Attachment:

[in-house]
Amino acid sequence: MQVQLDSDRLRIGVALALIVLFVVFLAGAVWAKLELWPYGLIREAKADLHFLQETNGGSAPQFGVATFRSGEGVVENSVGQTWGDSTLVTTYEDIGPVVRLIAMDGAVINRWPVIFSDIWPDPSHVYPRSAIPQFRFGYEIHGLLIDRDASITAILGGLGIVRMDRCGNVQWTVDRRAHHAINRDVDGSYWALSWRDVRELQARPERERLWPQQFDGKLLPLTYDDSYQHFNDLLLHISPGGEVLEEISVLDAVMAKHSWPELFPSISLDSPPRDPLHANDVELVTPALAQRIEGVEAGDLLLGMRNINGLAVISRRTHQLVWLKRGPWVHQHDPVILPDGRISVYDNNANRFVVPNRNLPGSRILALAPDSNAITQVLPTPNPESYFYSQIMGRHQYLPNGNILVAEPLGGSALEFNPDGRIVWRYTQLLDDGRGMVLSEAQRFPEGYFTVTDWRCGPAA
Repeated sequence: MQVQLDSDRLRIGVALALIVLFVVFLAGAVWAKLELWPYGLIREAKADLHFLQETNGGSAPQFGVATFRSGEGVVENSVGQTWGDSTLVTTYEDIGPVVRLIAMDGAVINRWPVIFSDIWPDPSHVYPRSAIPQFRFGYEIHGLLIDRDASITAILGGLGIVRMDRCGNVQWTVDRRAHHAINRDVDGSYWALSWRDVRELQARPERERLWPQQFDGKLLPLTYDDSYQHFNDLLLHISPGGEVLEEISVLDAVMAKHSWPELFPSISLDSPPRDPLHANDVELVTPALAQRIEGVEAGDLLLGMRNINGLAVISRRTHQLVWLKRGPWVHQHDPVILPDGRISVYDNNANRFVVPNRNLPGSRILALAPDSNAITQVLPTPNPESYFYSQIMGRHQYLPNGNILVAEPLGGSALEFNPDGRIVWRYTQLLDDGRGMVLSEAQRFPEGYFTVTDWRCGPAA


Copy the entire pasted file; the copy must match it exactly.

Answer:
[in-house]
Amino acid sequence: MQVQLDSDRLRIGVALALIVLFVVFLAGAVWAKLELWPYGLIREAKADLHFLQETNGGSAPQFGVATFRSGEGVVENSVGQTWGDSTLVTTYEDIGPVVRLIAMDGAVINRWPVIFSDIWPDPSHVYPRSAIPQFRFGYEIHGLLIDRDASITAILGGLGIVRMDRCGNVQWTVDRRAHHAINRDVDGSYWALSWRDVRELQARPERERLWPQQFDGKLLPLTYDDSYQHFNDLLLHISPGGEVLEEISVLDAVMAKHSWPELFPSISLDSPPRDPLHANDVELVTPALAQRIEGVEAGDLLLGMRNINGLAVISRRTHQLVWLKRGPWVHQHDPVILPDGRISVYDNNANRFVVPNRNLPGSRILALAPDSNAITQVLPTPNPESYFYSQIMGRHQYLPNGNILVAEPLGGSALEFNPDGRIVWRYTQLLDDGRGMVLSEAQRFPEGYFTVTDWRCGPAA
Repeated sequence: MQVQLDSDRLRIGVALALIVLFVVFLAGAVWAKLELWPYGLIREAKADLHFLQETNGGSAPQFGVATFRSGEGVVENSVGQTWGDSTLVTTYEDIGPVVRLIAMDGAVINRWPVIFSDIWPDPSHVYPRSAIPQFRFGYEIHGLLIDRDASITAILGGLGIVRMDRCGNVQWTVDRRAHHAINRDVDGSYWALSWRDVRELQARPERERLWPQQFDGKLLPLTYDDSYQHFNDLLLHISPGGEVLEEISVLDAVMAKHSWPELFPSISLDSPPRDPLHANDVELVTPALAQRIEGVEAGDLLLGMRNINGLAVISRRTHQLVWLKRGPWVHQHDPVILPDGRISVYDNNANRFVVPNRNLPGSRILALAPDSNAITQVLPTPNPESYFYSQIMGRHQYLPNGNILVAEPLGGSALEFNPDGRIVWRYTQLLDDGRGMVLSEAQRFPEGYFTVTDWRCGPAA